An Update

A message from Founder and CEO Jennifer Siebel Newsom and Social Media and Outreach Director Imran Siddiquee

Since we wrote this blog in 2011, our organization has evolved greatly, and reading it again now, we realize it’s not our most thoughtful communication. We want to thank the many women and men online who have challenged us and pushed us, this week and over the years, to continually improve our communication.

We remain concerned about our daughters growing up in a culture that values them more for their beauty and sexuality than their ideas and actions, but we also realize we cannot place the responsibility for changing this culture on girls alone. As we examined in Miss Representation, they did not create this culture and they aren’t in charge of the industries that are perpetuating it.

There is a serious need for dialogue around female sexuality and empowerment though – how it is perceived by our larger culture, how it is exploited in the media, and how it ultimately impacts our girls and boys. And we must hold those in power in the media industries accountable.

We are grateful to those online who have encouraged us to engage in this topic more thoughtfully, especially when it comes to the impact on women and girls of color and those in lower socio-economic classes. We recognize that stereotypes around how young women should or should not dance are multiplied depending on race and class; and, that regardless of the dancing, others still sexualize and degrade women unfairly based on perceived sexual orientation, race, and class.

Furthermore, we did not, and do not, intend to single out Rihanna or any other woman in the music industry for the way they choose to dance or represent themselves. We are primarily concerned with the structural inequities which perpetuate a culture that wants to see all women as objects first and people second. The music industry often demeans women – particularly women of color – so we are anxious to see more women and men in positions of privilege in the industry challenge that norm.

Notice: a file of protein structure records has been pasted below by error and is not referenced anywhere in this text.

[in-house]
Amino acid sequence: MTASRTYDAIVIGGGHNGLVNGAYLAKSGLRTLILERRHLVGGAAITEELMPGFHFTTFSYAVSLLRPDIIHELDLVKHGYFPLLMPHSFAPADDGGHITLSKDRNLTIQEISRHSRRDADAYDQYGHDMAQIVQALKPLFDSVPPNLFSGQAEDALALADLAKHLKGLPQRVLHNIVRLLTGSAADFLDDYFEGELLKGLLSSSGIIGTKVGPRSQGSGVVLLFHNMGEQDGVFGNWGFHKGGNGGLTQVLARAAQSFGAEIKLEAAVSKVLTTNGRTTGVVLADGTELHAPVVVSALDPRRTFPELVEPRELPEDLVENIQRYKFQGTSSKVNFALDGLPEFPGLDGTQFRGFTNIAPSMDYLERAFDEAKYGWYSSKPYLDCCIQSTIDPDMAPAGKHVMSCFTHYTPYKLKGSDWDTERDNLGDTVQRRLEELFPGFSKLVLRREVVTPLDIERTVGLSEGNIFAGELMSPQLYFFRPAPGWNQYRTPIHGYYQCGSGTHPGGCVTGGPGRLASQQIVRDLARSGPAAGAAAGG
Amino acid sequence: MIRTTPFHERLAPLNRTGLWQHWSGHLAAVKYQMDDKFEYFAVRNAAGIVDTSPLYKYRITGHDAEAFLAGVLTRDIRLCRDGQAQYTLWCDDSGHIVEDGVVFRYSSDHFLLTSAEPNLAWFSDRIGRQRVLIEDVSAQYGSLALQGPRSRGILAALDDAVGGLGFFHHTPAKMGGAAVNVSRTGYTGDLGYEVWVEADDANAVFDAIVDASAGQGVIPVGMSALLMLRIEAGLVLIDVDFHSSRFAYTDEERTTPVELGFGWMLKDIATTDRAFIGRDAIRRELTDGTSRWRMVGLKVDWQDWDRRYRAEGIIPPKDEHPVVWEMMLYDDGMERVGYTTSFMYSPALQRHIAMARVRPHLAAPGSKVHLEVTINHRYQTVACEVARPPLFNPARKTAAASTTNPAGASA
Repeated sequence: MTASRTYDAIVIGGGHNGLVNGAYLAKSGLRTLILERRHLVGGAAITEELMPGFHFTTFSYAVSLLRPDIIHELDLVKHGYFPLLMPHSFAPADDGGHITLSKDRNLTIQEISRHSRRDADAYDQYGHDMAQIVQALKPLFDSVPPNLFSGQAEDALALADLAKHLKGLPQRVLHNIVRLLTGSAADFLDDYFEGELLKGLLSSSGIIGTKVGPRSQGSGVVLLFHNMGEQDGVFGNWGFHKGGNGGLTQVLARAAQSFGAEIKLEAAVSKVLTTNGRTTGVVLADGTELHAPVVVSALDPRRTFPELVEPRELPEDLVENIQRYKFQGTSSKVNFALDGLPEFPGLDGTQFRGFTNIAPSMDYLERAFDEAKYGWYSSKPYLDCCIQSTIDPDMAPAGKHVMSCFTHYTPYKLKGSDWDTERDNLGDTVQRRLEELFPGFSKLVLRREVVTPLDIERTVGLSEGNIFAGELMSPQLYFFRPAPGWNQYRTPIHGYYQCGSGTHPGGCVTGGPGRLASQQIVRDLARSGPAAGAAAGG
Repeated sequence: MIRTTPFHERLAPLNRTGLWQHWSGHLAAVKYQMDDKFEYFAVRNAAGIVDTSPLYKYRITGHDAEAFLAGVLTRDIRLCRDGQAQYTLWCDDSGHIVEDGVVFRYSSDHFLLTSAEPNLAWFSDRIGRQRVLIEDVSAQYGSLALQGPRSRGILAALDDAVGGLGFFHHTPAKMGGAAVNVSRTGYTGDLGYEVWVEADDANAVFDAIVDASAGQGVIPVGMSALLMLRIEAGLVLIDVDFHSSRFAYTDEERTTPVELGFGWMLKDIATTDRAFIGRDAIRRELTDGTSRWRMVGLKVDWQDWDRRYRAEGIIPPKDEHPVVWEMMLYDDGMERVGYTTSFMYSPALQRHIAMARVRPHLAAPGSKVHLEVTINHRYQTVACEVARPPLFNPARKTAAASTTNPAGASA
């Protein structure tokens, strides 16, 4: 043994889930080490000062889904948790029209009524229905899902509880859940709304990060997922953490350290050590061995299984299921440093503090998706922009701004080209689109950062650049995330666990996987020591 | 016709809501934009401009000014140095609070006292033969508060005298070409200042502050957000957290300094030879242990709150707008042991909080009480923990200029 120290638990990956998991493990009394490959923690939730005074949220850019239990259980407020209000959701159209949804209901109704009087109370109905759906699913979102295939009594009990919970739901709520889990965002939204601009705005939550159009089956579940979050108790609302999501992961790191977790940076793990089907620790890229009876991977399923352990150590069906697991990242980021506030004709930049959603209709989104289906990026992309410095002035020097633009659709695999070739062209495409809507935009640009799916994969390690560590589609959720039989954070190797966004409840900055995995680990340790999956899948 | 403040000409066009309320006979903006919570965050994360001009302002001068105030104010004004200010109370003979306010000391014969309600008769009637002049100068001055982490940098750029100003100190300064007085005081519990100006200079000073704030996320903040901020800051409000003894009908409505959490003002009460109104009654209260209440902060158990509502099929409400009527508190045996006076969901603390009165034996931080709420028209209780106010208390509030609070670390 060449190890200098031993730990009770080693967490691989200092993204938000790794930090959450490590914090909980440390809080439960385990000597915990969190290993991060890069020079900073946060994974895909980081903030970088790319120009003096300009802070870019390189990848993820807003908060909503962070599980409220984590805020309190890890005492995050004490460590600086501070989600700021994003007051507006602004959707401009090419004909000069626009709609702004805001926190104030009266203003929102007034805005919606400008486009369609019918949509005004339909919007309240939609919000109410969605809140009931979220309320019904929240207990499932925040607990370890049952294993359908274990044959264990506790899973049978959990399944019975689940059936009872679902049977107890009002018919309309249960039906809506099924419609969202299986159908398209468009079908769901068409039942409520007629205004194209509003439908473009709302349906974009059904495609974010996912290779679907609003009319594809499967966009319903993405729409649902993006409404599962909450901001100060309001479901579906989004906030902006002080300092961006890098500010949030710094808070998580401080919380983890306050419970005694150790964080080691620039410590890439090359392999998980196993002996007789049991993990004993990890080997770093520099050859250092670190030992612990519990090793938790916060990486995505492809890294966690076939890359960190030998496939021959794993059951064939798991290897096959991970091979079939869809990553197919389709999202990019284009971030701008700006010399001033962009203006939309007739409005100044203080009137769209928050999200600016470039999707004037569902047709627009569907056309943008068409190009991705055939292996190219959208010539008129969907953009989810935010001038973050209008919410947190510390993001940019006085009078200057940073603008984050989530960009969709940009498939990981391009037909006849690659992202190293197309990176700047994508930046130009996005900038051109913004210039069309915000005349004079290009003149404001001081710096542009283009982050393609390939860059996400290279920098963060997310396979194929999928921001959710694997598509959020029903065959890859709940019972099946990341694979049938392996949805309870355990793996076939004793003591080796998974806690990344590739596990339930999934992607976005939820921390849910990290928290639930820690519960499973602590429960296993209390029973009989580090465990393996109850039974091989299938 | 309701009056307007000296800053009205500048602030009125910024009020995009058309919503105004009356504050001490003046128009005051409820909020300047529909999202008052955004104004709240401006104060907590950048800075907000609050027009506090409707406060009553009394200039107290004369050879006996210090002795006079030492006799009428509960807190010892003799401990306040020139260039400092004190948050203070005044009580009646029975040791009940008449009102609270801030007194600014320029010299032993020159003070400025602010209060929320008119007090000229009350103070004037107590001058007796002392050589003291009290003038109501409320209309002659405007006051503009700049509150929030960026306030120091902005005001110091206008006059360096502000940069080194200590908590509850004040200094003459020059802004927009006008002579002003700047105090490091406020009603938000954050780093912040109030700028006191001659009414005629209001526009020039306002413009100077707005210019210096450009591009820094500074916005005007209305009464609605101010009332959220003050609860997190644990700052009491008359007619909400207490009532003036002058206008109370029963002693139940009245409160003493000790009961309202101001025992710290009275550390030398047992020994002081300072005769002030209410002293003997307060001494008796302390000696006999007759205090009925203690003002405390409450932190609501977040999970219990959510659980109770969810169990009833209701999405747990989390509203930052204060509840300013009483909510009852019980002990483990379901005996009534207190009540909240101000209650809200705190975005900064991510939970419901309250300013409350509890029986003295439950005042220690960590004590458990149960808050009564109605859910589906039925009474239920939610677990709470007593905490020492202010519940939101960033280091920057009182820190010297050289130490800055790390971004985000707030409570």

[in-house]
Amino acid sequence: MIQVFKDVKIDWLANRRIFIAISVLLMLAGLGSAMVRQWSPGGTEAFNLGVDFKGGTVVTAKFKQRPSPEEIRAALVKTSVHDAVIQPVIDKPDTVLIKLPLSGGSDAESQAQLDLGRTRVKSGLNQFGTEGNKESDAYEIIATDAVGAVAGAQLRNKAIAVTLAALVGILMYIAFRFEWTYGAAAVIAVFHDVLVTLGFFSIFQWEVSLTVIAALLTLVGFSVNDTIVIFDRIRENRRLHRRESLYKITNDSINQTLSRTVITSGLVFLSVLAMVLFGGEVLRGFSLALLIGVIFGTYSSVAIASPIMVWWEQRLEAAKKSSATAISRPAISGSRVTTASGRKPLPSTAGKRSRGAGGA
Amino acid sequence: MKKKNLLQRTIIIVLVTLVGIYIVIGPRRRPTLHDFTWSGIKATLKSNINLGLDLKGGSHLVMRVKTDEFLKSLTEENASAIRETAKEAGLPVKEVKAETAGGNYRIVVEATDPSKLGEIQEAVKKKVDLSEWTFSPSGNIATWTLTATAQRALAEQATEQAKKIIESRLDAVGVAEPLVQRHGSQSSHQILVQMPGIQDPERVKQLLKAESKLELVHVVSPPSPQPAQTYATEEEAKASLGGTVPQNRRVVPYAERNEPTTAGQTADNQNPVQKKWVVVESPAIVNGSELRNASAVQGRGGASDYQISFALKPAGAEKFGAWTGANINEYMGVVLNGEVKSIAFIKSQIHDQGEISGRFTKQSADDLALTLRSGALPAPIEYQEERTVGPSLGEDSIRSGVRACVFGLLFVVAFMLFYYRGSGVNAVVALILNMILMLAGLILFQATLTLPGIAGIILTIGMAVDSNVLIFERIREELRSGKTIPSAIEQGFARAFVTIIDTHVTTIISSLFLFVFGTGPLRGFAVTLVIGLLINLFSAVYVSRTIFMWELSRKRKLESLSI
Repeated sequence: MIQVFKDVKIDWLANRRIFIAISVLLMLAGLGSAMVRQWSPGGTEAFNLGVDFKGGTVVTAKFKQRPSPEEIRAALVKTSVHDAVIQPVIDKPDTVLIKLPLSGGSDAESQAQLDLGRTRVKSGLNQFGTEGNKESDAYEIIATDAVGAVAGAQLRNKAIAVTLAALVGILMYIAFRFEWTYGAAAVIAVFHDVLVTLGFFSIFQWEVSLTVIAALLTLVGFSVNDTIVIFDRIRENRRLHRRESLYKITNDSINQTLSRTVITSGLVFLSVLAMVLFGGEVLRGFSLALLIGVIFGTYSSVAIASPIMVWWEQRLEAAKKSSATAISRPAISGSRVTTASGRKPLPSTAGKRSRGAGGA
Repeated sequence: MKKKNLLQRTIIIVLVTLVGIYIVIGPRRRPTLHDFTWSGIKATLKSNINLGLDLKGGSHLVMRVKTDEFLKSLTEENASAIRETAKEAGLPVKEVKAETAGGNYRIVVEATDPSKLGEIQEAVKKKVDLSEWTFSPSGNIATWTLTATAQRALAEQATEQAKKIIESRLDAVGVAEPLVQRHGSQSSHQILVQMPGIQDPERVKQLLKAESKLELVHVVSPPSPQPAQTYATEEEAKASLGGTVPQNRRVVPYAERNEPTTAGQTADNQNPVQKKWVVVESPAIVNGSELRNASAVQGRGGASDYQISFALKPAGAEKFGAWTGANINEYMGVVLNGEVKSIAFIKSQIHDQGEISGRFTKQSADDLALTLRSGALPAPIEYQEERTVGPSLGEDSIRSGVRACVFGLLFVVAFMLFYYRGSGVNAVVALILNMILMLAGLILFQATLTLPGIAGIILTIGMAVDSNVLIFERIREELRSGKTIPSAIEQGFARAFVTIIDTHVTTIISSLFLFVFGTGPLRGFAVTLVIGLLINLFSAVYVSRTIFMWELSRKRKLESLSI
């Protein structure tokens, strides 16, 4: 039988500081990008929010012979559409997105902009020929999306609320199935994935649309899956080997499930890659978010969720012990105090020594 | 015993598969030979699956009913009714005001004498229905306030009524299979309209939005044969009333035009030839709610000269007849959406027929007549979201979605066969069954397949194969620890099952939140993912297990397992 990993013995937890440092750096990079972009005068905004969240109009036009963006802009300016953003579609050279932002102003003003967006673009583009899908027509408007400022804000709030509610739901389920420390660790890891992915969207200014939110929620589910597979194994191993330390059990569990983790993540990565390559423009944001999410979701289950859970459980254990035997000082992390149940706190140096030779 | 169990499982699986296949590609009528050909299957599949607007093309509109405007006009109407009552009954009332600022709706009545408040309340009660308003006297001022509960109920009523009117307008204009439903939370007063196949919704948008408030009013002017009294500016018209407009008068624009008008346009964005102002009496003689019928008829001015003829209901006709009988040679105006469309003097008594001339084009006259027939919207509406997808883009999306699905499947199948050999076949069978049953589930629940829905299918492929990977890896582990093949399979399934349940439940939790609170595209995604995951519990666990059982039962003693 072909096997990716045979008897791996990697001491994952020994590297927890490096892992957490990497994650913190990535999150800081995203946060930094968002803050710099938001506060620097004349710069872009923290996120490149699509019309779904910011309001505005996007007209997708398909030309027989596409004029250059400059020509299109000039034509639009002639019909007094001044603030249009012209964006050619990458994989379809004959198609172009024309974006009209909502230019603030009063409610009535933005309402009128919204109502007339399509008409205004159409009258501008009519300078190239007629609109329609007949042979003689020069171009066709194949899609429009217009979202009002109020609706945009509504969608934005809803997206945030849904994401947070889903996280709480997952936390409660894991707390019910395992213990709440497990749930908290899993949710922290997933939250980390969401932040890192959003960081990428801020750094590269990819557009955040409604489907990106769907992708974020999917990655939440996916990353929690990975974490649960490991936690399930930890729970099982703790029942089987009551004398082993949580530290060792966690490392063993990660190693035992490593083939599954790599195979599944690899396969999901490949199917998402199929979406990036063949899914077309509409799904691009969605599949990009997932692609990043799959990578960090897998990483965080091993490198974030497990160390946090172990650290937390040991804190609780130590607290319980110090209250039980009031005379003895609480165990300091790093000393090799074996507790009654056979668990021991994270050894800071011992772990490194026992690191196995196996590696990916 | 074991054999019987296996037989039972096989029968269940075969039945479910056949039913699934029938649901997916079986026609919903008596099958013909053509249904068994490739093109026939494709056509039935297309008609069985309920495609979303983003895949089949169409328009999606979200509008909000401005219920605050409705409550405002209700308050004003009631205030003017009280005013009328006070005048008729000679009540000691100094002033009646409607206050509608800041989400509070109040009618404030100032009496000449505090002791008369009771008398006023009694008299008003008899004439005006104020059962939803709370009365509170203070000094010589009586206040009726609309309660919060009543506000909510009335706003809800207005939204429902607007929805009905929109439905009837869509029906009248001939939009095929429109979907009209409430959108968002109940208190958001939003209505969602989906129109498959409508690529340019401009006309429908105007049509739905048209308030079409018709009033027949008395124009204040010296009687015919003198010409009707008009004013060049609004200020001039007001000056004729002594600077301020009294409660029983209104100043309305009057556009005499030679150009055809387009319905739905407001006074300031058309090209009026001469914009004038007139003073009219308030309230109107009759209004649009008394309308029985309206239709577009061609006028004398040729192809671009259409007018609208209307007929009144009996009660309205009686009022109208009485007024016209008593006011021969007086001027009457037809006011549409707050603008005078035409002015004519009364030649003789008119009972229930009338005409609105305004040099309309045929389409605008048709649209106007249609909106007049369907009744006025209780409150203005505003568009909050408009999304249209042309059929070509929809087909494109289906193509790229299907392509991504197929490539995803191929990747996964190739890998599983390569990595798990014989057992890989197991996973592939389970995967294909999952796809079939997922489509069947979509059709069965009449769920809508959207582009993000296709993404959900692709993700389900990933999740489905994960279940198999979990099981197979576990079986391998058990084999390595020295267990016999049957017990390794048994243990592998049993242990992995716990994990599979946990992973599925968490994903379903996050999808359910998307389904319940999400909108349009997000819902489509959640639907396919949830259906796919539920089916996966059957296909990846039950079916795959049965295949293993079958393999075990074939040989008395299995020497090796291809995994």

Yet we do believe it’s important for each of us, women and men, to be agents of change in this culture – whether we are teenagers or pop stars. Of course we can take action by not consuming sexist culture or participating in it (check out our #NotBuyingIt campaign), but we should know, especially women and girls, that through each action we do have the power to contribute to the greater good of society. In other words, despite everything – the way the media devalues and negates our femininity – women and girls’ voices and choices have significant cultural impact.

We also recognize that we, as an organization, have a significant opportunity to learn here. So we would like to invite any and all to respond to this blog and to continue to help us find healthy language to move the conversation forward. Just as our youth need healthy role models, they also need better tools to deal with the mixed messages they receive around their own sexuality, sexual expression and sexual empowerment. And, we hope together we can help them.

All in all, we strive to grow as individuals and as an organization, to become more inclusive, and to work towards a society free of limiting gender stereotypes – where we all have access to the tools necessary to realize our full human potential.

- Jennifer Siebel Newsom and Imran Siddiquee


  1. As a blogger, human rights advocate and strong supporter of women’s rights I think there is no need whatsoever to apologize for what is happening in the media and music. Most pop stars are a disgrace. Miley Cyrus is an insult to girls and women. I strongly believe that if you fight for your beliefs and what is right, then people will follow. I work with many NGOs on human rights issues and you are on the right track. Keep it going. Doing back down.Don’t apologize. Speak your mind and use your voice to make change! We need more positive role models for women. Rihanna is sadly a terrible role model and I don’t see any reason to back down against what you stand for.

  2. Sotaro Shibahara says: